Tuesday, April 3, 2007

3. It Isn't Right to Use AIN'T

Hi, Y'all (there's a wonderful use of a Southern contraction)!

We're back with a new lesson...one that isn't going to be very popular in our neck of the woods...but it needs to be addressed.

The topic is "It Isn't Right to Use AIN'T." (Now, I know almost everyone DOES, but that still doesn't make it standard English.)

The word "AIN'T" is frequently used as a "negative" word. What exactly do I mean by a word that is negative?

Well, some common negative words in the English language are

no, not, never, none, nobody

These same negatives are also often used as part of a contraction (a word containing an apostrophe indicating that at least one letter has been left out of the word).

Examples: isn't (is not), don't (do not), didn't (did not), wasn't (was not), can't (cannot), won't (will not), and many others.

NOTE: Now we all know that the contraction AIN'T is NOT an acceptable use of AM NOT, IS NOT, or ARE NOT, don't we? I agree that it may be strange that we can use all sorts of contractions (such as those above) that are perfectly acceptable standard English, so why can't we use AIN'T? The answer is that our language, once again, is constantly changing and inconsistent. Somewhere along the line, all of the other contractions have made it into the "acceptable standard English" category, but, for some reason, AIN'T has not. Stay tuned. It's used so much today that who knows? Maybe we'll live long enough to see this happen (much to the chagrin of English teachers like me and those who love the language the way it is now), but we'll just have to wait and see. (By the way, for those of you who argue that AIN'T is in the dictionary so it must be okay to use, let me remind you that there are many words in the dictionary that are not acceptable as standard English--they are just non-standard forms. Actually, before the 1970's, it is true that dictionaries WERE the "bosses" of correct language. In the early 1960's, however, WEBSTER'S THIRD UNABRIDGED made some radical changes and started including every word in use at the time--standard or non-standard-- in their new editions. This, of course infuriated plenty of people although Webster's DID include usage notes to clarify the questionable items. Nevertheless, please make me happy by NOT saying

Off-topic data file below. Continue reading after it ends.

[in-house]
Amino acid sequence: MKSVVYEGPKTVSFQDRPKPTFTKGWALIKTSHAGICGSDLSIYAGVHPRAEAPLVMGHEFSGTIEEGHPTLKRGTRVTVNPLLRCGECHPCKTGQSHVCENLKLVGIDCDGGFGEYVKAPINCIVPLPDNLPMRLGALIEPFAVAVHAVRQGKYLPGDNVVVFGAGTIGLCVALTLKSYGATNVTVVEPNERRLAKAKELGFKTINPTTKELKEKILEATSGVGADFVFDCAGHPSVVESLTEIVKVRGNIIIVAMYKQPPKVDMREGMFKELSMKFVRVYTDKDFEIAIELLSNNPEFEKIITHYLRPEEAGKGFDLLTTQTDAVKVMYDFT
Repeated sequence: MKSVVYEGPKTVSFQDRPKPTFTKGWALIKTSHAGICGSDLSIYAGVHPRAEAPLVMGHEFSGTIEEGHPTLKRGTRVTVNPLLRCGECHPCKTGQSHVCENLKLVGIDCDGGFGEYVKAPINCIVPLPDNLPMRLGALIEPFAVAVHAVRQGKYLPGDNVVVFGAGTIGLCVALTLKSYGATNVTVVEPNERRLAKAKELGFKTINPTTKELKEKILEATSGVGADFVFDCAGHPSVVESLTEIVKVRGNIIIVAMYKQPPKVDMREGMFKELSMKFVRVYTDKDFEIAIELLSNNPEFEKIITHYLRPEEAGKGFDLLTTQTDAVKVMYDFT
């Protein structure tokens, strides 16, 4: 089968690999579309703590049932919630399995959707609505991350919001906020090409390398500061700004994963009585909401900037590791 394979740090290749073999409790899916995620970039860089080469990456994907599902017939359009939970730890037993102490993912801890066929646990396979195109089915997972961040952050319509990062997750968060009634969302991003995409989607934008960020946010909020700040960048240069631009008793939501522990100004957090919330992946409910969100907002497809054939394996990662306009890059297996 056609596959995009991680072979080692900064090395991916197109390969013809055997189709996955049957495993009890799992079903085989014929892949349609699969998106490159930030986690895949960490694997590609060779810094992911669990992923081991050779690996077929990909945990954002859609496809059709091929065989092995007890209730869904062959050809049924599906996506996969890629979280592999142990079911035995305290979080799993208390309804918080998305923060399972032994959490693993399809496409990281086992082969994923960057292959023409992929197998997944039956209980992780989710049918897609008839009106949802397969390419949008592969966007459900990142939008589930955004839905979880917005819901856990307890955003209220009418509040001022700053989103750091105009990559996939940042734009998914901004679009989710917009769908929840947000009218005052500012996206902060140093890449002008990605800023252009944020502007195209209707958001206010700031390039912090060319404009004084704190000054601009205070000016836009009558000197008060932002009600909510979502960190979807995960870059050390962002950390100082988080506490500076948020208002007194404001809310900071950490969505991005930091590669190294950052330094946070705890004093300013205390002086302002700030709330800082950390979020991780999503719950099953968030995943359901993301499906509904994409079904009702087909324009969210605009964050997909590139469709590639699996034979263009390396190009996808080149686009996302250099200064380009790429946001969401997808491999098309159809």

You AIN'T heard nothing yet!. (Say ...You HAVEN'T heard anything yet!)...or...

I AIN'T eating my chicken bog today. (Say...I'M NOT eating my chicken bog today.)...or...

Ava AIN'T going with me to the race. (Say...Ava ISN'T going with me to the race.)

Next time, I'll expand on this problem with info about double negatives--another common usage problem and one that is seen combined with AIN'T in many of our sentences.

Have a wonderful week and do feel free to drop me your comments! GG

1 comment:

Anonymous said...

Just remembering a quote from my youth, "Ain't Ain't right."
This is a word that can sneak up on you..I was taught, and it was stressed at home, NOT to use ain't.
Over the years of hearing it, and using it ocassionally for emphasis, it has finally "snuck" into my usage...must work on this! Thank you for the reminder!